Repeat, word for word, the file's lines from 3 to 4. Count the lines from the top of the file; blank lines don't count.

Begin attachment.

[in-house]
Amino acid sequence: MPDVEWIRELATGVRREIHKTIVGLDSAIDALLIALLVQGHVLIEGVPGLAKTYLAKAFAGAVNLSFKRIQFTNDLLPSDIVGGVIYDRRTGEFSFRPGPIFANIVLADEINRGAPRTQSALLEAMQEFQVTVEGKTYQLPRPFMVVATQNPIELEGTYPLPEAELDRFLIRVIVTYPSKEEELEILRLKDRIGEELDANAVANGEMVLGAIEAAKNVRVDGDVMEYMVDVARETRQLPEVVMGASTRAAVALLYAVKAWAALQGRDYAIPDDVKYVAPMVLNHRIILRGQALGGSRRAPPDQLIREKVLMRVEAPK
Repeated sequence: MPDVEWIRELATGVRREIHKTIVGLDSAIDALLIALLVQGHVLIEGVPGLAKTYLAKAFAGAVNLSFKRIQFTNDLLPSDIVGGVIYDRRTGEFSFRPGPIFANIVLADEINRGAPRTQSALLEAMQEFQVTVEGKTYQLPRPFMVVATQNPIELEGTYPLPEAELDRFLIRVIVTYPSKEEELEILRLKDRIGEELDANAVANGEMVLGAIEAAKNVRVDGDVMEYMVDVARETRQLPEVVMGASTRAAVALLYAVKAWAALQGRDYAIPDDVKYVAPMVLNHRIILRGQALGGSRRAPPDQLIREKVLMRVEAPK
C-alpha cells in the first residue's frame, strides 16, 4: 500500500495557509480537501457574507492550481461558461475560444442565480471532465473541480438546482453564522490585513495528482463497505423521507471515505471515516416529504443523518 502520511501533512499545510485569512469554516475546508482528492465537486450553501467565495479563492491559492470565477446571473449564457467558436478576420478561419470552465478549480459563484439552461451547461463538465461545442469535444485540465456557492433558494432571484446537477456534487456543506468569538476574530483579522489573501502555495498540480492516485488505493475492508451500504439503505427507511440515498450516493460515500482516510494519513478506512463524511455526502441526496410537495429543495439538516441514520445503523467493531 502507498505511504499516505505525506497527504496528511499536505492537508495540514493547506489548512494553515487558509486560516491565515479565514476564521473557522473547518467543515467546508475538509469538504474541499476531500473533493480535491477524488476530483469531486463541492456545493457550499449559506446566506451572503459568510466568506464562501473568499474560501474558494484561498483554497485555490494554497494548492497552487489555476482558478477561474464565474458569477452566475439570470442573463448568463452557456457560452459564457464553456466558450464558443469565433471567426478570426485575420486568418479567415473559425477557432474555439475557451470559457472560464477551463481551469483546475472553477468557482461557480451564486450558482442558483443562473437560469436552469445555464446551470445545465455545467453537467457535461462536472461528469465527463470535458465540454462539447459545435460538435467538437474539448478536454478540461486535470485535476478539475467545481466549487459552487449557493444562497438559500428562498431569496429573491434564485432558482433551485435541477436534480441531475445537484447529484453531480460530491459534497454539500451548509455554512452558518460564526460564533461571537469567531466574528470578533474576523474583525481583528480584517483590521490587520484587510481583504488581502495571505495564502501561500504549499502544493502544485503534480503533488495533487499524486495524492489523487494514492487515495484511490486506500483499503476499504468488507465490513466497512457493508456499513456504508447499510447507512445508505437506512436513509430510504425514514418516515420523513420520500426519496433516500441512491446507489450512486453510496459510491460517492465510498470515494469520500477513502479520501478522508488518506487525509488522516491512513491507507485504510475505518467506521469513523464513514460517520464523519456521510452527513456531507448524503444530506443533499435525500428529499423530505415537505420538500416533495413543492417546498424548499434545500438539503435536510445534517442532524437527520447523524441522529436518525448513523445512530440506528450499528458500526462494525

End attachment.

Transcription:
Repeated sequence: MPDVEWIRELATGVRREIHKTIVGLDSAIDALLIALLVQGHVLIEGVPGLAKTYLAKAFAGAVNLSFKRIQFTNDLLPSDIVGGVIYDRRTGEFSFRPGPIFANIVLADEINRGAPRTQSALLEAMQEFQVTVEGKTYQLPRPFMVVATQNPIELEGTYPLPEAELDRFLIRVIVTYPSKEEELEILRLKDRIGEELDANAVANGEMVLGAIEAAKNVRVDGDVMEYMVDVARETRQLPEVVMGASTRAAVALLYAVKAWAALQGRDYAIPDDVKYVAPMVLNHRIILRGQALGGSRRAPPDQLIREKVLMRVEAPK
C-alpha cells in the first residue's frame, strides 16, 4: 500500500495557509480537501457574507492550481461558461475560444442565480471532465473541480438546482453564522490585513495528482463497505423521507471515505471515516416529504443523518 502520511501533512499545510485569512469554516475546508482528492465537486450553501467565495479563492491559492470565477446571473449564457467558436478576420478561419470552465478549480459563484439552461451547461463538465461545442469535444485540465456557492433558494432571484446537477456534487456543506468569538476574530483579522489573501502555495498540480492516485488505493475492508451500504439503505427507511440515498450516493460515500482516510494519513478506512463524511455526502441526496410537495429543495439538516441514520445503523467493531 502507498505511504499516505505525506497527504496528511499536505492537508495540514493547506489548512494553515487558509486560516491565515479565514476564521473557522473547518467543515467546508475538509469538504474541499476531500473533493480535491477524488476530483469531486463541492456545493457550499449559506446566506451572503459568510466568506464562501473568499474560501474558494484561498483554497485555490494554497494548492497552487489555476482558478477561474464565474458569477452566475439570470442573463448568463452557456457560452459564457464553456466558450464558443469565433471567426478570426485575420486568418479567415473559425477557432474555439475557451470559457472560464477551463481551469483546475472553477468557482461557480451564486450558482442558483443562473437560469436552469445555464446551470445545465455545467453537467457535461462536472461528469465527463470535458465540454462539447459545435460538435467538437474539448478536454478540461486535470485535476478539475467545481466549487459552487449557493444562497438559500428562498431569496429573491434564485432558482433551485435541477436534480441531475445537484447529484453531480460530491459534497454539500451548509455554512452558518460564526460564533461571537469567531466574528470578533474576523474583525481583528480584517483590521490587520484587510481583504488581502495571505495564502501561500504549499502544493502544485503534480503533488495533487499524486495524492489523487494514492487515495484511490486506500483499503476499504468488507465490513466497512457493508456499513456504508447499510447507512445508505437506512436513509430510504425514514418516515420523513420520500426519496433516500441512491446507489450512486453510496459510491460517492465510498470515494469520500477513502479520501478522508488518506487525509488522516491512513491507507485504510475505518467506521469513523464513514460517520464523519456521510452527513456531507448524503444530506443533499435525500428529499423530505415537505420538500416533495413543492417546498424548499434545500438539503435536510445534517442532524437527520447523524441522529436518525448513523445512530440506528450499528458500526462494525